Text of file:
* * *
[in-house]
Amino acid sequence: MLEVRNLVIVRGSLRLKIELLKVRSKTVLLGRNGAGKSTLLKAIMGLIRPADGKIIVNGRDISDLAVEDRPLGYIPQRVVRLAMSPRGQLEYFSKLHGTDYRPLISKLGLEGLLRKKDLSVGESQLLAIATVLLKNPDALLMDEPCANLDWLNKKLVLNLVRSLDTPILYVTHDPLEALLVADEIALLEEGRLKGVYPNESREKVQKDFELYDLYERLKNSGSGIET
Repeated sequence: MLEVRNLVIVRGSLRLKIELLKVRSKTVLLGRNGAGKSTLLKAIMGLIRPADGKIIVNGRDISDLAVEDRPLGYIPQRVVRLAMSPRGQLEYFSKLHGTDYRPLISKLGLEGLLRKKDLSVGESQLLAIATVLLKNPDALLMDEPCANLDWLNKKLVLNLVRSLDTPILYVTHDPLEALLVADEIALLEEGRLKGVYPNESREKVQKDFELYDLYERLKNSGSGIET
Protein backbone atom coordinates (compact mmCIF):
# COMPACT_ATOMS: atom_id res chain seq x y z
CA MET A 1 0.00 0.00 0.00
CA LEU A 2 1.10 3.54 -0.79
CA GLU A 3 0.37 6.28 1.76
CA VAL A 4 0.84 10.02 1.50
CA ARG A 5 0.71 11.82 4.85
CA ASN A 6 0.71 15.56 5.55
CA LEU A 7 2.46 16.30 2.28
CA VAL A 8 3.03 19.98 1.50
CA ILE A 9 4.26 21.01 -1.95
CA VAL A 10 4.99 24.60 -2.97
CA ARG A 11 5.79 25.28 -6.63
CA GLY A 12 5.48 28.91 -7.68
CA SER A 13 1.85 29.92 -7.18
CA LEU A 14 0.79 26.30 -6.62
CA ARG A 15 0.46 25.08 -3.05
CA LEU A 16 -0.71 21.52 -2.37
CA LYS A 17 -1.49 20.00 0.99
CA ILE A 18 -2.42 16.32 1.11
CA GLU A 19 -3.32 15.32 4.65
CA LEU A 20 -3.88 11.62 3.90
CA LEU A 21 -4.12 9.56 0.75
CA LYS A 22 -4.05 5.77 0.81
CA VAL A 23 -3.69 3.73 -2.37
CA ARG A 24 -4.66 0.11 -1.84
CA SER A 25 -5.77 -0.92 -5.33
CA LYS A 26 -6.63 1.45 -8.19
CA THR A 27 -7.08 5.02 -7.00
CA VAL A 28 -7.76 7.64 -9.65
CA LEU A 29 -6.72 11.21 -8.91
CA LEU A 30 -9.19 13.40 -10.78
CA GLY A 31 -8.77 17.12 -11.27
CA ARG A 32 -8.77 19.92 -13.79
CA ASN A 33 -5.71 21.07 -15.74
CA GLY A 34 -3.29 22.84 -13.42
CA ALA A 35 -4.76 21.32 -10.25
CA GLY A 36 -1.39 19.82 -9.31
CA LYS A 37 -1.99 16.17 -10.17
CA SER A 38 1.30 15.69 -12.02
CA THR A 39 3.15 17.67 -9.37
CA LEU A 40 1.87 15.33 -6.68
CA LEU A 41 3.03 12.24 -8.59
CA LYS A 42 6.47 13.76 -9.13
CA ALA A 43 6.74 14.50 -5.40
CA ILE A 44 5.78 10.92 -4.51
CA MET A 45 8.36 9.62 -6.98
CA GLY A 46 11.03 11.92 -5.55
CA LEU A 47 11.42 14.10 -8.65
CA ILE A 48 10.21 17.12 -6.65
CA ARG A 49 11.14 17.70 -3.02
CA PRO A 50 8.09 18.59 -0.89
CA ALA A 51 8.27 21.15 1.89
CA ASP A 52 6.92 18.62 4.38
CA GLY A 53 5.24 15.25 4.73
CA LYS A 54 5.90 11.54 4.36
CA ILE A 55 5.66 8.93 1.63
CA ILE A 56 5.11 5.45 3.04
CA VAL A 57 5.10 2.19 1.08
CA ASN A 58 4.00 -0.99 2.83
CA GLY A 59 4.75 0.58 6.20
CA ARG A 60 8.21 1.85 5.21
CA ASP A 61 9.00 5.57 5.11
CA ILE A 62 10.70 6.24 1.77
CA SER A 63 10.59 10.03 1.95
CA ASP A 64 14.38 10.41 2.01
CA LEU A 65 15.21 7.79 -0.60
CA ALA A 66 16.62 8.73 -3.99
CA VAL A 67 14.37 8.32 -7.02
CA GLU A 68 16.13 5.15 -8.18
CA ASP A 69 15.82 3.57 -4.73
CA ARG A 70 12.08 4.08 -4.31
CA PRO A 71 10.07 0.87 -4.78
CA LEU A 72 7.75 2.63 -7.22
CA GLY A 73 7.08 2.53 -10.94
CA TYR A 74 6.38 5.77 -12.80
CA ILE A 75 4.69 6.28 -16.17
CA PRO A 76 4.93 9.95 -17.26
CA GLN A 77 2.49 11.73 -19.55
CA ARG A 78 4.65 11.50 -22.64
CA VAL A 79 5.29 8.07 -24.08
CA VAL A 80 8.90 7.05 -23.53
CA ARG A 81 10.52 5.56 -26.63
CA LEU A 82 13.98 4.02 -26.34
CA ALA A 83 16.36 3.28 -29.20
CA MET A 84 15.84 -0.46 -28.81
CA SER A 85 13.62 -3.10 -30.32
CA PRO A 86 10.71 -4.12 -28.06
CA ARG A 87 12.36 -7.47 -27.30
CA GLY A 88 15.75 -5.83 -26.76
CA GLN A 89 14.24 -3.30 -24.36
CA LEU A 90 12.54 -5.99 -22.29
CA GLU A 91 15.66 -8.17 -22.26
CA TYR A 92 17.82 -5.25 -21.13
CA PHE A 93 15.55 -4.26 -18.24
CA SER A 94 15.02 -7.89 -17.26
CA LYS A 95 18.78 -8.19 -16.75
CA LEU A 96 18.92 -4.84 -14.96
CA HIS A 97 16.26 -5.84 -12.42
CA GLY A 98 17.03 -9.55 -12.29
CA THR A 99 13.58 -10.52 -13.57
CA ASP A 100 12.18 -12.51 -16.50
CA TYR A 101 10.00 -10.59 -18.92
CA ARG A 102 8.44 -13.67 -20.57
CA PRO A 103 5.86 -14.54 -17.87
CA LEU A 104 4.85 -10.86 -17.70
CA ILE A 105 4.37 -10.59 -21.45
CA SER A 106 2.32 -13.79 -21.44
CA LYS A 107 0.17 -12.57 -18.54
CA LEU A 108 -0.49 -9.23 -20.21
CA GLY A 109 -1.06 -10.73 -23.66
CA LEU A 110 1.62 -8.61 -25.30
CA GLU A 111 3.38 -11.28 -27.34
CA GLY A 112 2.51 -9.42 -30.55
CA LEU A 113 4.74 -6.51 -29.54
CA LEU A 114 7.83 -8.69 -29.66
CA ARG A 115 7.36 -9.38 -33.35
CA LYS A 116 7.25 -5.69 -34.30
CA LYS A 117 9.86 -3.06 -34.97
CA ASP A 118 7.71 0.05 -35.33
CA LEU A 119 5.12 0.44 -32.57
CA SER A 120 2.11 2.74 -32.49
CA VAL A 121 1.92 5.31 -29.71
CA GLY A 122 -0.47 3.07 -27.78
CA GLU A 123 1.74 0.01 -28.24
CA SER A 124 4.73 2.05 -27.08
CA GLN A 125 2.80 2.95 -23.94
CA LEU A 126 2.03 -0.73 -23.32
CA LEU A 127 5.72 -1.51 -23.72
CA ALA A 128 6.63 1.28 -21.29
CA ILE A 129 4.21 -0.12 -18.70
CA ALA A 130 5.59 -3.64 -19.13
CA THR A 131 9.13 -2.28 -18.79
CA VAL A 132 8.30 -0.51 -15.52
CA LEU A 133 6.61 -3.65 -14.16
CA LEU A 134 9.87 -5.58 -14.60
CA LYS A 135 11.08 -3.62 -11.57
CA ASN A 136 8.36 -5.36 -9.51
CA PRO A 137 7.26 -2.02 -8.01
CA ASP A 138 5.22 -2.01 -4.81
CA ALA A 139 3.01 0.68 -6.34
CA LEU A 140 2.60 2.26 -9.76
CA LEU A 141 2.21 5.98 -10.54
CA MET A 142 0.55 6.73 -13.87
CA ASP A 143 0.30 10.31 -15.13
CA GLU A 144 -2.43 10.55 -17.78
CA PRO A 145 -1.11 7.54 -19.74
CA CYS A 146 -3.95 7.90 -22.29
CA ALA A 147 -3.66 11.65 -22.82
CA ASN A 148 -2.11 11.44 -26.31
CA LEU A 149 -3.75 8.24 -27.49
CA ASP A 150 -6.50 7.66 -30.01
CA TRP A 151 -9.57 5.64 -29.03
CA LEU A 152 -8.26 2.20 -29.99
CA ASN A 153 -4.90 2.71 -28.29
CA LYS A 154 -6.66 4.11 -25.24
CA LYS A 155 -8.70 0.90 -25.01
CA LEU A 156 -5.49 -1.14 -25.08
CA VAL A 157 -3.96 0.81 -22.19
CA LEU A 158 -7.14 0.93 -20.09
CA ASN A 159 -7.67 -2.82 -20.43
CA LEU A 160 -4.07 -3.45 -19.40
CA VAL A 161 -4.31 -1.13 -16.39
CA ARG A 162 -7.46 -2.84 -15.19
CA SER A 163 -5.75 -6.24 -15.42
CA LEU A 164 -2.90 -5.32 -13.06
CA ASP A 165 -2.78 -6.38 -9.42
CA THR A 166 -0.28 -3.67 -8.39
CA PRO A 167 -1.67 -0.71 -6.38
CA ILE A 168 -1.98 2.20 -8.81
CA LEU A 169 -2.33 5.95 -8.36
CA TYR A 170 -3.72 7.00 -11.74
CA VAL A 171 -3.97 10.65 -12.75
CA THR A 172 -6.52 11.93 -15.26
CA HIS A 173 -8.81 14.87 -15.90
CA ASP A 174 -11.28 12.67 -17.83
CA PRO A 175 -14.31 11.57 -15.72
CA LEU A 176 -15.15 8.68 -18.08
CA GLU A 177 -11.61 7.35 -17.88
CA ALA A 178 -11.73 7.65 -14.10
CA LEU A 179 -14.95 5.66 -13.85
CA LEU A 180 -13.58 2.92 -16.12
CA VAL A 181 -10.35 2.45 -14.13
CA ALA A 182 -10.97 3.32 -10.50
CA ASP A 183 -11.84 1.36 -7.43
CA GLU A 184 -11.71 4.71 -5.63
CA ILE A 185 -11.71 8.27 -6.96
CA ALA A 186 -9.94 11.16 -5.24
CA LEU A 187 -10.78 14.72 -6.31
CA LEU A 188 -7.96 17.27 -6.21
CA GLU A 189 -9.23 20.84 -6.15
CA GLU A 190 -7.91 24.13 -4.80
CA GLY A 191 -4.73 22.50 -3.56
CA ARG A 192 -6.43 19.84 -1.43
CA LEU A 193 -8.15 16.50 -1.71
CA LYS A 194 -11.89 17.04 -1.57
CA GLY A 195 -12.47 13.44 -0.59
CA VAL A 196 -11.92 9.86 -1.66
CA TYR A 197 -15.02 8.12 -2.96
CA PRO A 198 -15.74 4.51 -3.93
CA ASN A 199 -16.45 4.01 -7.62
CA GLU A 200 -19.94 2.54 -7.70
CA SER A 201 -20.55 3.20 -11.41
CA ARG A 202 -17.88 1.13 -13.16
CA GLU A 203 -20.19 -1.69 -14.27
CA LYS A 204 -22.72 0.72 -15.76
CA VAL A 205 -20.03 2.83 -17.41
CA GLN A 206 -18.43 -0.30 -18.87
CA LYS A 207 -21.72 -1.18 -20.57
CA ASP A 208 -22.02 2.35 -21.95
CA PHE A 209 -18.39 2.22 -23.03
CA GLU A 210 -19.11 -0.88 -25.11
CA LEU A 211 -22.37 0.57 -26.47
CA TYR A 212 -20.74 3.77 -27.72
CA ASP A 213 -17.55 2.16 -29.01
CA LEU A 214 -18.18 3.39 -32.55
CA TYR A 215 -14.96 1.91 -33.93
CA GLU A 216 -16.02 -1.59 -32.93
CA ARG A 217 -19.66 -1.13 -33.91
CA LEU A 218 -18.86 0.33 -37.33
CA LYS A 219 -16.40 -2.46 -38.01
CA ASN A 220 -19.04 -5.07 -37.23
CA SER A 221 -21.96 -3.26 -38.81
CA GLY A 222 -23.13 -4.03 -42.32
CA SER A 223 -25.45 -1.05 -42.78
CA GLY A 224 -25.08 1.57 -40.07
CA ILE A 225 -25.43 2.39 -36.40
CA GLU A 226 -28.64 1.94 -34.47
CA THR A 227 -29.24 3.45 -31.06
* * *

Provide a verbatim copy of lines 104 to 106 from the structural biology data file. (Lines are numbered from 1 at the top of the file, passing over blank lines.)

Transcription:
CA THR A 99 13.58 -10.52 -13.57
CA ASP A 100 12.18 -12.51 -16.50
CA TYR A 101 10.00 -10.59 -18.92